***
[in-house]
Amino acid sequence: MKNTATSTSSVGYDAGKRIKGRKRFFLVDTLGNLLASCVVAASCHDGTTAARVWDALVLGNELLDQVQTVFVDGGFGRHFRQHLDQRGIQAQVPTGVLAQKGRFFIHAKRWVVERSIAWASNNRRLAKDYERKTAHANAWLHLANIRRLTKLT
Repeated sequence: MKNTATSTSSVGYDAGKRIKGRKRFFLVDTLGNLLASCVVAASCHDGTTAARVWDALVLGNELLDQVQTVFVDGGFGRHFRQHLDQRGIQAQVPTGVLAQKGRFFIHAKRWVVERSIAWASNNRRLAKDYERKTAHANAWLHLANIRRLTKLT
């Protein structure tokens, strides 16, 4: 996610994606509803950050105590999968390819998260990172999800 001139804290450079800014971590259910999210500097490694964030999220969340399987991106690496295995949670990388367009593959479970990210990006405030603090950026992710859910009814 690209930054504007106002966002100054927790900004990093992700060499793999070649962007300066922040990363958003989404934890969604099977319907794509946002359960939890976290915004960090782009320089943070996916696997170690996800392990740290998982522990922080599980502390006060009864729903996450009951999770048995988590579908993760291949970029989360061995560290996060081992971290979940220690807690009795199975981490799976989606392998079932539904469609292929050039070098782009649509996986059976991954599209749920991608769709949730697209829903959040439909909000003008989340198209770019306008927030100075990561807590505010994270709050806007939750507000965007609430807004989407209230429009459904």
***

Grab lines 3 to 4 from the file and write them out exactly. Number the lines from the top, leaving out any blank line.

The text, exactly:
Repeated sequence: MKNTATSTSSVGYDAGKRIKGRKRFFLVDTLGNLLASCVVAASCHDGTTAARVWDALVLGNELLDQVQTVFVDGGFGRHFRQHLDQRGIQAQVPTGVLAQKGRFFIHAKRWVVERSIAWASNNRRLAKDYERKTAHANAWLHLANIRRLTKLT
């Protein structure tokens, strides 16, 4: 996610994606509803950050105590999968390819998260990172999800 001139804290450079800014971590259910999210500097490694964030999220969340399987991106690496295995949670990388367009593959479970990210990006405030603090950026992710859910009814 690209930054504007106002966002100054927790900004990093992700060499793999070649962007300066922040990363958003989404934890969604099977319907794509946002359960939890976290915004960090782009320089943070996916696997170690996800392990740290998982522990922080599980502390006060009864729903996450009951999770048995988590579908993760291949970029989360061995560290996060081992971290979940220690807690009795199975981490799976989606392998079932539904469609292929050039070098782009649509996986059976991954599209749920991608769709949730697209829903959040439909909000003008989340198209770019306008927030100075990561807590505010994270709050806007939750507000965007609430807004989407209230429009459904």